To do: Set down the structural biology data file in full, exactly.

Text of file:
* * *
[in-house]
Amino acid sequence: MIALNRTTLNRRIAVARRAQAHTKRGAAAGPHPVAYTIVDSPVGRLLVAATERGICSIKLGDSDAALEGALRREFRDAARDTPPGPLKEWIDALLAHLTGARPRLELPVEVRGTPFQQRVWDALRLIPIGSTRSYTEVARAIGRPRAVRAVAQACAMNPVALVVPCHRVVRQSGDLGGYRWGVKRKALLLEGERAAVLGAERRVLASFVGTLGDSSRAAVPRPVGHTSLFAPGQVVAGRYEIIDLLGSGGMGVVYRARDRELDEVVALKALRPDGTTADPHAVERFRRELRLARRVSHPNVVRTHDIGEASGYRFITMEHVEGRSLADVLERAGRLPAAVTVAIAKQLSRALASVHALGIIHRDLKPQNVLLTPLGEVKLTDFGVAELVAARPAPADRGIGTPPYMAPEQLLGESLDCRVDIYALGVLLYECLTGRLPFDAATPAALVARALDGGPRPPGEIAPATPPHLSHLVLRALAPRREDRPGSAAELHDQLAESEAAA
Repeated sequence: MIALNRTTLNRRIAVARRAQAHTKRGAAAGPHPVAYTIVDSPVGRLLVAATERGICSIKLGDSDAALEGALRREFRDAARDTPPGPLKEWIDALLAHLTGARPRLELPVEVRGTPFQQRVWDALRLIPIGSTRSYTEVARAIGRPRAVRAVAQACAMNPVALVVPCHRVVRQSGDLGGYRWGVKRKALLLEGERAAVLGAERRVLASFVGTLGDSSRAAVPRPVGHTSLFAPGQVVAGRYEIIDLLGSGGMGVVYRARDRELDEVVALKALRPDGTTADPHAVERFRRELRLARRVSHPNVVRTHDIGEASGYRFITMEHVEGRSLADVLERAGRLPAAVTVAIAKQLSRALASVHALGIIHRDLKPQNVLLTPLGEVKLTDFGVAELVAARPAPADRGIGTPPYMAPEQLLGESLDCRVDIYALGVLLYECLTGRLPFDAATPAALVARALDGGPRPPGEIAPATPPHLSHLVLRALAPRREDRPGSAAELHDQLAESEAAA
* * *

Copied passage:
[in-house]
Amino acid sequence: MIALNRTTLNRRIAVARRAQAHTKRGAAAGPHPVAYTIVDSPVGRLLVAATERGICSIKLGDSDAALEGALRREFRDAARDTPPGPLKEWIDALLAHLTGARPRLELPVEVRGTPFQQRVWDALRLIPIGSTRSYTEVARAIGRPRAVRAVAQACAMNPVALVVPCHRVVRQSGDLGGYRWGVKRKALLLEGERAAVLGAERRVLASFVGTLGDSSRAAVPRPVGHTSLFAPGQVVAGRYEIIDLLGSGGMGVVYRARDRELDEVVALKALRPDGTTADPHAVERFRRELRLARRVSHPNVVRTHDIGEASGYRFITMEHVEGRSLADVLERAGRLPAAVTVAIAKQLSRALASVHALGIIHRDLKPQNVLLTPLGEVKLTDFGVAELVAARPAPADRGIGTPPYMAPEQLLGESLDCRVDIYALGVLLYECLTGRLPFDAATPAALVARALDGGPRPPGEIAPATPPHLSHLVLRALAPRREDRPGSAAELHDQLAESEAAA
Repeated sequence: MIALNRTTLNRRIAVARRAQAHTKRGAAAGPHPVAYTIVDSPVGRLLVAATERGICSIKLGDSDAALEGALRREFRDAARDTPPGPLKEWIDALLAHLTGARPRLELPVEVRGTPFQQRVWDALRLIPIGSTRSYTEVARAIGRPRAVRAVAQACAMNPVALVVPCHRVVRQSGDLGGYRWGVKRKALLLEGERAAVLGAERRVLASFVGTLGDSSRAAVPRPVGHTSLFAPGQVVAGRYEIIDLLGSGGMGVVYRARDRELDEVVALKALRPDGTTADPHAVERFRRELRLARRVSHPNVVRTHDIGEASGYRFITMEHVEGRSLADVLERAGRLPAAVTVAIAKQLSRALASVHALGIIHRDLKPQNVLLTPLGEVKLTDFGVAELVAARPAPADRGIGTPPYMAPEQLLGESLDCRVDIYALGVLLYECLTGRLPFDAATPAALVARALDGGPRPPGEIAPATPPHLSHLVLRALAPRREDRPGSAAELHDQLAESEAAA